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A Kim Jong-Il Production

The Extraordinary True Story of a Kidnapped Filmmaker, His Star Actress, and a Young Dictator's Rise to Power

by Paul Fischer

A Kim Jong-Il Production by Paul Fischer X
A Kim Jong-Il Production by Paul Fischer
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    Feb 2015, 368 pages
    Nov 2015, 368 pages


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Print Excerpt

August 1982

The last thing Shin Sang-Ok remembered was sitting in his cell, unable to feel his own heartbeat, too weak to move or stand. He had been held in a North Korean detention center for almost two years, crammed inside a solitary cell barely big enough to lie down in, with one tiny slit of a window high up on the wall and thick steel bars across it. Bugs teemed through cracks in the floor. Except for a thirty-minute lunch break, a ten-minute supper, and a thirty-minute "sunning" period in the prison yard, he was required to sit in the exact same position all day, head bowed and motionless, absolutely stock-still, or suffer even greater punishment.

He had been on a hunger strike for five days when he lost consciousness. Now, awakening in a prison infirmary, he struggled to breathe. The August air was hot and thick with humidity. A blinding headache blurred his thoughts. His mouth felt dry and metallic, and his stomach was seized with cramps. The simplest movement hurt.

"This guy is probably going to make it," a voice said. "He just moved his toes."

Shin blinked his eyes open. An investigator was standing by his bed, a high-ranking military officer at his side. A prison guard stood attentively behind them. The two men talked among themselves in agitated tones, never addressing Shin directly. After a short while, all three men left.

It was then that Shin became aware of another prisoner in the room. The convict pulled a chair up by Shin's bed and brought him a tray of food. Shin knew him. He was a trusty, an inmate given charge of basic tasks around the prison— sweeping, mopping, serving food, and delivering messages— in exchange for more freedom and time out of his cell. Often a trusty was also a snitch; it was the way he had obtained his position and the way he kept it.

"Eat," the trusty said.

Shin looked at the tray: rice soup, a bowl of stew, and an egg. By prison standards the food was luxurious. Shin turned it down anyway. When the trusty spooned some soup out of the bowl and tried to feed him, Shin pinched his mouth shut tight. "Take it," the trusty insisted. "It will do you good. You need to eat." The man persisted, and eventually Shin gave in. At first, the thought of food made him feel sick, but one taste and his hunger rushed back. He quickly devoured most of the meal but, in gratitude, left some of it for the trusty.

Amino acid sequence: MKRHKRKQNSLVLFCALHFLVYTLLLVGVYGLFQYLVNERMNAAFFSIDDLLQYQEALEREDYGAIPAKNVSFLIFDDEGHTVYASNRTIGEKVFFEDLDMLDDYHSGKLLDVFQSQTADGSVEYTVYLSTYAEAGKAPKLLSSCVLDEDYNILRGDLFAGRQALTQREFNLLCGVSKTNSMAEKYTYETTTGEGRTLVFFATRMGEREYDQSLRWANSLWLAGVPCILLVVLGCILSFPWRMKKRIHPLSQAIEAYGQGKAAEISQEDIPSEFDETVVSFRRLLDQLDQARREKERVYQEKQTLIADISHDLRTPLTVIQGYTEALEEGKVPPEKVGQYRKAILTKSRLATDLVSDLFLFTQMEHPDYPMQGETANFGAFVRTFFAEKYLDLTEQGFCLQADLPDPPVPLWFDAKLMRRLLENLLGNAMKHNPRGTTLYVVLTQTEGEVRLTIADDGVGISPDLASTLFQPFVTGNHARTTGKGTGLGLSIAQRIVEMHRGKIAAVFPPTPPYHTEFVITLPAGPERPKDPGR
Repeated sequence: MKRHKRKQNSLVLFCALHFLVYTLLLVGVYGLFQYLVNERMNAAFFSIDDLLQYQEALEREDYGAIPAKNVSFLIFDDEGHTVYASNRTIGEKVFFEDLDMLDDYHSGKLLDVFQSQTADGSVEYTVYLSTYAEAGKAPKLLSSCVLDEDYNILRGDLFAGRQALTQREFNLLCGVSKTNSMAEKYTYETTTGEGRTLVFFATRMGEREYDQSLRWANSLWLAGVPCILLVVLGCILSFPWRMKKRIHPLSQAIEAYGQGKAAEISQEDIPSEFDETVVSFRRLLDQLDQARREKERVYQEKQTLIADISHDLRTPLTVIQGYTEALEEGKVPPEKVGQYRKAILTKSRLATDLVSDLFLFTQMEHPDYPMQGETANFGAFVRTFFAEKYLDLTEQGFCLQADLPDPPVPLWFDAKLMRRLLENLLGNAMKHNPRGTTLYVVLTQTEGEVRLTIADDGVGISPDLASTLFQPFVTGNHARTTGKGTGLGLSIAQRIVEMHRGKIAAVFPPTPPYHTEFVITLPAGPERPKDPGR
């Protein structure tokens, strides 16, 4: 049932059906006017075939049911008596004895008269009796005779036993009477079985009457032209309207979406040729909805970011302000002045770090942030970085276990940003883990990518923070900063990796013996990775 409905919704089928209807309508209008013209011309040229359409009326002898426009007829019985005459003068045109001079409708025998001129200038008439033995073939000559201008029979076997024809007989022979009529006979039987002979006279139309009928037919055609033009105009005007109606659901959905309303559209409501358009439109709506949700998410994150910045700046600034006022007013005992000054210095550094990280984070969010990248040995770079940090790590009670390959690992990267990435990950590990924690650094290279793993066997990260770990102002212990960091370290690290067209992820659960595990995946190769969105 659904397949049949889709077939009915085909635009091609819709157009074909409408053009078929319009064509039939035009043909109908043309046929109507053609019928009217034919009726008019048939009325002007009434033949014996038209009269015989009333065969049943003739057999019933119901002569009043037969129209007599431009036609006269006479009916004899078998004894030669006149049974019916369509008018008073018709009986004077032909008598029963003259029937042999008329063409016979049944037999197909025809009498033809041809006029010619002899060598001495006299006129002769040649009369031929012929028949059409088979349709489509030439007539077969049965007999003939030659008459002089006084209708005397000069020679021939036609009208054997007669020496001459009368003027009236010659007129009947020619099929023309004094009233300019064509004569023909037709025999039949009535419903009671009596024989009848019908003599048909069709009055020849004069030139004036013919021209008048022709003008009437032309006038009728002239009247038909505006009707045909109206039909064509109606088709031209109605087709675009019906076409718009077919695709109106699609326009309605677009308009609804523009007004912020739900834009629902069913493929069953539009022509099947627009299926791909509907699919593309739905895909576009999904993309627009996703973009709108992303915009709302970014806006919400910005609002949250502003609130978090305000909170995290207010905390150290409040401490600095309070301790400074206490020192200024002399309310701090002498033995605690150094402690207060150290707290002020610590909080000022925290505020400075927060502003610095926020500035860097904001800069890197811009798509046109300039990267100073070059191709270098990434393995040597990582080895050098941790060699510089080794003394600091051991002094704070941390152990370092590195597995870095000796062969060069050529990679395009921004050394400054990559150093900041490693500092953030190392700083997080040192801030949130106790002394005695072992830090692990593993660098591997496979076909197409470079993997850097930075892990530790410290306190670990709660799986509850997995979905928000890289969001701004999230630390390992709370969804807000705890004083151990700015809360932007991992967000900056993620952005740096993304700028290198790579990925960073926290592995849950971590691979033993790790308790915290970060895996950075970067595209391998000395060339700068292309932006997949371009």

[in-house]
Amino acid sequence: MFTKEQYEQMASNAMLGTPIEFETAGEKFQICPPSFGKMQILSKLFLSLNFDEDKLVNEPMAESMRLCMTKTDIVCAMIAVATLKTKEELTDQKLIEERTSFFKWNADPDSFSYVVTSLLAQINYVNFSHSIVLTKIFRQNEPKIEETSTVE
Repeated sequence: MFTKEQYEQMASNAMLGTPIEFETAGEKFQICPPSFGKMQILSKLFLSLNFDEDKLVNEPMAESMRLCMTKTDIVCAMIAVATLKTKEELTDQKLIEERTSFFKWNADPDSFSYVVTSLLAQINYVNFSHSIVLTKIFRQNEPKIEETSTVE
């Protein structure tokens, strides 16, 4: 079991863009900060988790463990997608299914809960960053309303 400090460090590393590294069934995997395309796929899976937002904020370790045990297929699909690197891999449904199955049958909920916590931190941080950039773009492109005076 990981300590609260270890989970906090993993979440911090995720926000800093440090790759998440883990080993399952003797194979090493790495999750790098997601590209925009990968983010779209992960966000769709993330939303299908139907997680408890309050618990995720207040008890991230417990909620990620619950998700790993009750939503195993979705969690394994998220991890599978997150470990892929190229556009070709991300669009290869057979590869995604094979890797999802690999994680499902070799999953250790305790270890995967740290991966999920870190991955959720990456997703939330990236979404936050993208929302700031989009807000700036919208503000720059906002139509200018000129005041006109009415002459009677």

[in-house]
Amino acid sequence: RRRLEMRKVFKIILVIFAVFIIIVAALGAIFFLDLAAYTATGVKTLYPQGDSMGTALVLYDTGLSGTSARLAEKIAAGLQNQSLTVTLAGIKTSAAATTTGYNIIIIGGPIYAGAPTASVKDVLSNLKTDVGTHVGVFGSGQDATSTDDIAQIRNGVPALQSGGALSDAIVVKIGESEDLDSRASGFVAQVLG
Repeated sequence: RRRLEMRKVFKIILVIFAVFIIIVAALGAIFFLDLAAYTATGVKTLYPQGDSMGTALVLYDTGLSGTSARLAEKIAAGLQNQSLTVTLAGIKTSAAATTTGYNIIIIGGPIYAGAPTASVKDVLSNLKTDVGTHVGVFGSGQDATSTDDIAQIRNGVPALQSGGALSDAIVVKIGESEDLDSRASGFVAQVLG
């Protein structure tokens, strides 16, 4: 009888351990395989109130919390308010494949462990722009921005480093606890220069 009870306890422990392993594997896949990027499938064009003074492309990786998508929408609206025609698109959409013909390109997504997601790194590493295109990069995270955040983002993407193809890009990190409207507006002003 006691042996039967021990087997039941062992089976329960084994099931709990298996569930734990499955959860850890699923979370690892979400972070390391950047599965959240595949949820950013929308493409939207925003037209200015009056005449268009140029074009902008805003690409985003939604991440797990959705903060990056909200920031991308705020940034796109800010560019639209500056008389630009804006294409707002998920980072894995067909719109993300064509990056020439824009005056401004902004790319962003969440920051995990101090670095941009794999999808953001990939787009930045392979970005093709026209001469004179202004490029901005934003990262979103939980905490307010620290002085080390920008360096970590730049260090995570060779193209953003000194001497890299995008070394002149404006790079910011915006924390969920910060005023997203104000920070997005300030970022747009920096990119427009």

"What happened?" Shin asked.

"You missed roll call yesterday," the trusty said. "I went to check on you and found you unconscious on the floor. You should have seen their faces. They were so scared they'd let you die. They sent for the doctor and he checked your pulse and had you taken here. They'll be relieved to know you will live."

The trusty eyed him carefully. "Now I really know you're an important person. No one cares here if a prisoner dies. I went on hunger strike once. They told me that a man dies in ten days from hunger, a woman fifteen. It didn't take me long to give in and start begging for food. I've heard of important prisoners on hunger strike being held down and force-fed through a funnel— they wouldn't even do that for you. For the sake of your pride, they said. That's how important you are."

"Who was that officer?" Shin asked. "The stranger?"

It was the Minister of People's Security, the trusty explained, the head of all law enforcement in the country. "That's the first time I ever saw the Minister of People's Security come all the way out to the prison just because some prisoner was starving to death. He raised all kinds of hell."

"You must be joking."

The trusty shook his head, deep in thought. "You must be very favored for them to care what happens to you. Do you know someone? Who do you know?"

Shin closed his eyes. He thought of the prison around him: of the inmates tapping on each other's cell walls to communicate, of the ones suddenly and arbitrarily taken out to the yard to be executed, of their cruel and violent guards. For almost two years he had lived in brutal, meaningless captivity. Yet he didn't know a single person in the entire country.

Excerpted from A Kim Jong-Il Production by Paul Fischer. Copyright © 2015 by Paul Fischer. Excerpted by permission of Flatiron Books. All rights reserved. No part of this excerpt may be reproduced or reprinted without permission in writing from the publisher.

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